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Heart attack deaths spike around winter holidays, expert group warns

Reducing holiday stress and taking care of your body year-round can help lower your risk.

The winter holiday season is supposed to be a time of celebrating and gathering with loved ones. But it's also the time of year when doctors see more heart attack deaths than any other season, the American Heart Association warned.

Research confirms that heart attack deaths spike during the last week of December. The AHA pointed to one study, published in 2004 in Circulation, which found the highest number of deadly heart attacks typically occurred right around Christmas and New Year's during the two decades prior to the study.

Experts aren't sure why more people die due to heart attacks during the winter than at other times of the year. But it's likely there are multiple factors involved.

Holiday stress as well as the disruption of our regular eating, sleeping and exercising routines may contribute to an increased risk, Dr. Mitchell S.V. Elkind, chief clinical science officer for the AHA, said in a press release. "We also may not be listening to our bodies or paying attention to warning signs, thinking a trip to the doctor can wait until after the new year," Elkind said.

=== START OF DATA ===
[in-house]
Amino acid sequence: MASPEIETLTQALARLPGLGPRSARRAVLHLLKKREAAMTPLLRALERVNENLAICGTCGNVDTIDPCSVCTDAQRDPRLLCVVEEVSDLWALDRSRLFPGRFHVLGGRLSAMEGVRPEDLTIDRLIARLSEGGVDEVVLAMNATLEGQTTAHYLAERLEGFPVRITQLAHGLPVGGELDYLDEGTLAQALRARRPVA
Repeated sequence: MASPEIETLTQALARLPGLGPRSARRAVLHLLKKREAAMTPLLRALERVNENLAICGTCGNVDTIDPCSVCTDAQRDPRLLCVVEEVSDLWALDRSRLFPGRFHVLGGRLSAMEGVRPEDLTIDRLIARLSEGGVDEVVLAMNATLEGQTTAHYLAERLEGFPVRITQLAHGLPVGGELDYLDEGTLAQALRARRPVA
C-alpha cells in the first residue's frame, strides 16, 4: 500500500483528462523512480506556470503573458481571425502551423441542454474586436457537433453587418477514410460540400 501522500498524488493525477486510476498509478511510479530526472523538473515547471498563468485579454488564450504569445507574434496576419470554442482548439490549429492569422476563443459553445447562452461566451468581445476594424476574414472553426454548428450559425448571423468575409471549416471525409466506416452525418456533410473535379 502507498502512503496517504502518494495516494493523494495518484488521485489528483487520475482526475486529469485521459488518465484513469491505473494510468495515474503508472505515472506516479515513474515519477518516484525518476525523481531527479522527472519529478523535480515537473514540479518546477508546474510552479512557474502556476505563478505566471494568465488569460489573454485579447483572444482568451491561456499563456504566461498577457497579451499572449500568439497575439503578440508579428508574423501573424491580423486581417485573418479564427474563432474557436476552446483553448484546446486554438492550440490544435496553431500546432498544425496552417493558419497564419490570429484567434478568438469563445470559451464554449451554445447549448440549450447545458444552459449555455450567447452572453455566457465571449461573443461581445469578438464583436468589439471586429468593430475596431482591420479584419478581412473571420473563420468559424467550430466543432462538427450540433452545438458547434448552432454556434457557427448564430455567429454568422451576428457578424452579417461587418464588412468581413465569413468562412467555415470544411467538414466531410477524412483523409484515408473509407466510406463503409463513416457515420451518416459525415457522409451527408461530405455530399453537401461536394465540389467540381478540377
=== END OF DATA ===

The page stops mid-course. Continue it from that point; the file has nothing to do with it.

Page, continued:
Elkin added, “It’s important to be aware that all of these factors can be snowballing contributors to increasing the risk for a deadly cardiac event."

And while cold weather may contribute to some heart attack risk because it causes blood vessels to constrict, research suggests this seasonal effect also shows up in areas of the country with milder climates, such as Los Angeles.

Although experts aren't sure what's behind the seasonal increase, For instance, it's a good idea to stick to heart-healthy eating and drinking habits, getting regular exercise, continuing to take your usual medications and finding ways to reduce stress throughout the year, the AHA advises.

Even if it seems inconvenient to get medical attention at this time of year, there are certain warning signs you should never ignore, the AHA says. Those symptoms include:

  • Chest pain or discomfort.
  • Vomiting, nausea or lightheadedness.
  • Neck, jaw or back pain.
  • Discomfort or pain in one arm or shoulder.
  • Shortness of breath.

These symptoms tend to occur together, explained previously, and you may also notice that you're no longer able to physically exert yourself the way you used to.

Additionally, signs of a heart attack in women may be more subtle than those in men. The most common symptom for both men and women is chest pain or discomfort, but women are more likely to also experience symptoms like nausea and fatigue.